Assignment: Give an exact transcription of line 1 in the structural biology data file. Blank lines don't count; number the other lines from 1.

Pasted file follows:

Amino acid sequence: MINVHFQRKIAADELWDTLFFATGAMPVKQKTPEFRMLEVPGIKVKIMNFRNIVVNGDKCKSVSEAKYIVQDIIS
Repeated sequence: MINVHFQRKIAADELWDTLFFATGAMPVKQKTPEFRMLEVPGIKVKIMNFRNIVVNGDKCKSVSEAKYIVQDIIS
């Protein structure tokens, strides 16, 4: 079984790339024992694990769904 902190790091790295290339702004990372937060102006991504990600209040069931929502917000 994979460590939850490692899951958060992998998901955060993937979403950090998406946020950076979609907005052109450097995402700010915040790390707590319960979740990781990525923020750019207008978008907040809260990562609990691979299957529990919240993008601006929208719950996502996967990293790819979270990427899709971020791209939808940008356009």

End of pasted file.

Amino acid sequence: MINVHFQRKIAADELWDTLFFATGAMPVKQKTPEFRMLEVPGIKVKIMNFRNIVVNGDKCKSVSEAKYIVQDIIS